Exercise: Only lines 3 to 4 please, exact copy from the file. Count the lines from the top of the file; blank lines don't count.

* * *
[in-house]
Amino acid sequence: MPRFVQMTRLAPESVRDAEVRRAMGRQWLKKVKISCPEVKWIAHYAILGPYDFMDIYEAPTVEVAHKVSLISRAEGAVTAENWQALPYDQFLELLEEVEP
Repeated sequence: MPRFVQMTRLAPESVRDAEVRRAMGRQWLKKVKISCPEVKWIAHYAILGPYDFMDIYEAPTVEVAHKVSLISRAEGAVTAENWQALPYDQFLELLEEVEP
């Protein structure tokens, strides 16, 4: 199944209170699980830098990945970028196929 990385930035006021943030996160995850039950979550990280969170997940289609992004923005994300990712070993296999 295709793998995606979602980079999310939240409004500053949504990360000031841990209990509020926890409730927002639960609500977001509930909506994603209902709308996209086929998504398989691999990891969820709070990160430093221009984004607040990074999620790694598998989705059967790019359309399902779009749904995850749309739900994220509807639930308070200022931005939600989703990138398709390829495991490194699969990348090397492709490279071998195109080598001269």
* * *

Repeated sequence: MPRFVQMTRLAPESVRDAEVRRAMGRQWLKKVKISCPEVKWIAHYAILGPYDFMDIYEAPTVEVAHKVSLISRAEGAVTAENWQALPYDQFLELLEEVEP
């Protein structure tokens, strides 16, 4: 199944209170699980830098990945970028196929 990385930035006021943030996160995850039950979550990280969170997940289609992004923005994300990712070993296999 295709793998995606979602980079999310939240409004500053949504990360000031841990209990509020926890409730927002639960609500977001509930909506994603209902709308996209086929998504398989691999990891969820709070990160430093221009984004607040990074999620790694598998989705059967790019359309399902779009749904995850749309739900994220509807639930308070200022931005939600989703990138398709390829495991490194699969990348090397492709490279071998195109080598001269």